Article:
News In Brief

Friends of the Palestinian cause welcomed the decision to again delay the declaration of statehood by Yasser Arafat. But militant Palestinians denounced the move. Arafat was due in Cairo to brief Egyptian President Hosni Mubarak on why he won't proclaim statehood tomorrow, as planned, opting instead to push the date back to at least Nov. 15. Israel and the US had warned of violence if the declaration came prior to a final peace deal. The postponement drew harsh criticism from Hamas, Islamic Jihad, and the Popular Front for the Liberation of Palestine, and others.

Spreading protests over the high cost of motor fuels halted traffic in Brussels and brought vows of stiff resistance from the British and German governments. In London, Prime Minister Tony Blair said he wouldn't follow the example of France, whose government bowed to demands last week to subsidize gasoline and diesel prices. At least 200 filling stations in Britain were closed after panic buying by motorists emptied their tanks. In Ireland, haulers planned protests Friday and next Monday unless the government agreed to cut taxes on diesel fuel by 20 percent.

At least one more crude-oil production increase was promised this year by OPEC if futures prices "get out of hand again." After announcing a 3 percent hike Sunday, a spokesman said the cartel would not wait until its next scheduled meeting, Nov. 12, to boost output. Despite the move, prices on world markets remained at or near their highest levels in a decade.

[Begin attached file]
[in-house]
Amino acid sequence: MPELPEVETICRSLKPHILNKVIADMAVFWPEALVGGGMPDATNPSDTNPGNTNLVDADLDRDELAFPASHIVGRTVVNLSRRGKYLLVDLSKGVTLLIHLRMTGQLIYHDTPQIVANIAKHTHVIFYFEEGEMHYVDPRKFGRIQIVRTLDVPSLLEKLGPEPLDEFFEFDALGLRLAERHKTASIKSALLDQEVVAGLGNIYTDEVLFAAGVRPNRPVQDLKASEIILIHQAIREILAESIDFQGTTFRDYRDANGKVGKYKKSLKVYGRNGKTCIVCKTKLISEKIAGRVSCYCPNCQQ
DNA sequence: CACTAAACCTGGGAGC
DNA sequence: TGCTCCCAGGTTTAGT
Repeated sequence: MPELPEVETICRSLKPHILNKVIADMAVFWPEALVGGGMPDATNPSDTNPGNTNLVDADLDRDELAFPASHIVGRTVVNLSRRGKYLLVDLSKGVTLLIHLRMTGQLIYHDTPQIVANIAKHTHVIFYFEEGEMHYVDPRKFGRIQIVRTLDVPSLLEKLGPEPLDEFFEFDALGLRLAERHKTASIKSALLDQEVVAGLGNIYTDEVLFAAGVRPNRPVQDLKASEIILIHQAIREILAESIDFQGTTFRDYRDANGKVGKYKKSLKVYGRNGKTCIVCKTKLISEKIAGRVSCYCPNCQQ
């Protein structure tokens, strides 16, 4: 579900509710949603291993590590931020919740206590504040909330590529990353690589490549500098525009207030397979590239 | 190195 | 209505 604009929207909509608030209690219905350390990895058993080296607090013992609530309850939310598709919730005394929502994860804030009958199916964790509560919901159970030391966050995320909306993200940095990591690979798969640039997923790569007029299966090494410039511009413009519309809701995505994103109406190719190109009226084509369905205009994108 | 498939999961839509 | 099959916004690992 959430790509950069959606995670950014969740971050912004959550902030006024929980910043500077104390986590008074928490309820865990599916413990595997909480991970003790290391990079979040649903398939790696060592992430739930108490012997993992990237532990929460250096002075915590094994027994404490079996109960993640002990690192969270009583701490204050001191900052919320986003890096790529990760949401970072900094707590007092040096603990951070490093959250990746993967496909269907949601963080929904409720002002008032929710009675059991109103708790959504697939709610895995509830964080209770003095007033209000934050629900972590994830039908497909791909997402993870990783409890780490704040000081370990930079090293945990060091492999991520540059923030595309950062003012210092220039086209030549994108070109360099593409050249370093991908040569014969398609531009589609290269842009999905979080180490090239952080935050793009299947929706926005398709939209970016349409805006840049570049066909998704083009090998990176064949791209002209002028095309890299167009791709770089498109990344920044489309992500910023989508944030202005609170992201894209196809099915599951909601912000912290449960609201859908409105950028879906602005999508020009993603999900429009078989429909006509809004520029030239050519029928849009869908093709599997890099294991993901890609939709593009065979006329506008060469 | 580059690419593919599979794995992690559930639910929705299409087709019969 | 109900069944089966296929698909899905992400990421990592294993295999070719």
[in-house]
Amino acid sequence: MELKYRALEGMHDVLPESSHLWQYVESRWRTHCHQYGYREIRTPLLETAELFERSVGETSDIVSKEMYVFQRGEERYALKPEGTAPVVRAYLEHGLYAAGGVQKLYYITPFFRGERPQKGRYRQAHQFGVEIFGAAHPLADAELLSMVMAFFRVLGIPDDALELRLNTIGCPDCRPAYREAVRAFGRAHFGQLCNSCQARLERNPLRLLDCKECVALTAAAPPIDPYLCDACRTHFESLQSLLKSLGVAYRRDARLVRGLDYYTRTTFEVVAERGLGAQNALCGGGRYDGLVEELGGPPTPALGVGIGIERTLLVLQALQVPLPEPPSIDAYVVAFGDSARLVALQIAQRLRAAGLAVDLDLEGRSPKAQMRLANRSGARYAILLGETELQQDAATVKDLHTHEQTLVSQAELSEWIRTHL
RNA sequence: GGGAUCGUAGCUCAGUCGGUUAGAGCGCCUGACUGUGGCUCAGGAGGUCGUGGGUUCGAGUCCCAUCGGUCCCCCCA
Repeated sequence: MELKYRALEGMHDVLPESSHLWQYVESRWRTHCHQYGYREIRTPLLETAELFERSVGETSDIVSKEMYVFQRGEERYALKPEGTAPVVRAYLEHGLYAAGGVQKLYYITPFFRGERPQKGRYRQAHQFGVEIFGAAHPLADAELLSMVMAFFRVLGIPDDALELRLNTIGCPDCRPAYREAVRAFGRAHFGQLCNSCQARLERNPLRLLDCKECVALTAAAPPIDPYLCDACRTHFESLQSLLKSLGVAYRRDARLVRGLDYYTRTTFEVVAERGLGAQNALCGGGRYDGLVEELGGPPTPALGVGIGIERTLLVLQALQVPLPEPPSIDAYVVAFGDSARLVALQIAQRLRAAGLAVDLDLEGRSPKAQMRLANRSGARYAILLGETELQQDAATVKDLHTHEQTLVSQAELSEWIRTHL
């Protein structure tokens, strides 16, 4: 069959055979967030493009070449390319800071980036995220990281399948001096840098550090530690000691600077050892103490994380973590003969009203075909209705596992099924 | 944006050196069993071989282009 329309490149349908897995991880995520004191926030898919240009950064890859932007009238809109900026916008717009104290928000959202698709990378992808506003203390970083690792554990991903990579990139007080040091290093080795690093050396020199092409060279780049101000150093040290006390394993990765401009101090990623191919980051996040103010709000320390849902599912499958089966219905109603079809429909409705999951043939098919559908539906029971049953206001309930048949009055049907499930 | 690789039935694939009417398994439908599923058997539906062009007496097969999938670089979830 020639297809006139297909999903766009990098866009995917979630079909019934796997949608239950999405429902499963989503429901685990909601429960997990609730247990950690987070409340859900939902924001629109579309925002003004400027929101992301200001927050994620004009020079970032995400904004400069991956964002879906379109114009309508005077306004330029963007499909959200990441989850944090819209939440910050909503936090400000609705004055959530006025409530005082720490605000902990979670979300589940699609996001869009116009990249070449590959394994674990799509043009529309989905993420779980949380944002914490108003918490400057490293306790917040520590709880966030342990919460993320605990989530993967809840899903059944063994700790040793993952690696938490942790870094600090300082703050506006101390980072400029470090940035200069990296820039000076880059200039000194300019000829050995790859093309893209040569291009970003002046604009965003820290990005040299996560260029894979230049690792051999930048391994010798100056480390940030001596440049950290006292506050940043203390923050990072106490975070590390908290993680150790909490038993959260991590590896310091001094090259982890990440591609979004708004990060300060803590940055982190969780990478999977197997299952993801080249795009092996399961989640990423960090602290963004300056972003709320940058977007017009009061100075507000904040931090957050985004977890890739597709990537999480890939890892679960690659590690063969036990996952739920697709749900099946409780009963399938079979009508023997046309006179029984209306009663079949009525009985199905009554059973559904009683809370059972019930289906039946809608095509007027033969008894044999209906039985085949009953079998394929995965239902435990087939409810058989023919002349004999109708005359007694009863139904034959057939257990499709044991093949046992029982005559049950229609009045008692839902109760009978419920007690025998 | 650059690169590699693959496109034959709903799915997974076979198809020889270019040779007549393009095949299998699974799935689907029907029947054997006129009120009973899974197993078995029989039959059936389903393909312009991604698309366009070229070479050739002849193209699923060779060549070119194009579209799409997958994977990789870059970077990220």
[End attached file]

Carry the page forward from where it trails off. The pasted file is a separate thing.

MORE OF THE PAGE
Five policemen and at least three others were hurt when a mostly good-natured protest outside the World Economic Forum in Melbourne, Australia, turned violent . Thousands of demonstrators blocked entrances to the meeting, forcing host Prime Minister John Howard to arrive by boat. An estimated 200 delegates were turned back, and the windows of a bus in which dozens of them were riding were smashed. Protest leaders said they oppose the "unacceptable" agenda of economic nationalism of major corporate leaders.

As much as $10 billion to help prop up the nation's deeply troubled healthcare system was expected to be offered to Canada's provincial premiers by Prime Minister Jean Chrtien. He was to meet with them in Ottawa to try to forge a deal that would restore funding lost due to federal cuts in the late 1990s while giving his government more of a say in how the money would be spent. Under the Constitution, healthcare is the responsibility of the provinces. A deal is seen as crucial for Chrtien, who has a burgeoning budget surplus available. But he also has only a slim majority in Parliament and must call a new national election next year.

(c) Copyright 2000. The Christian Science Publishing Society

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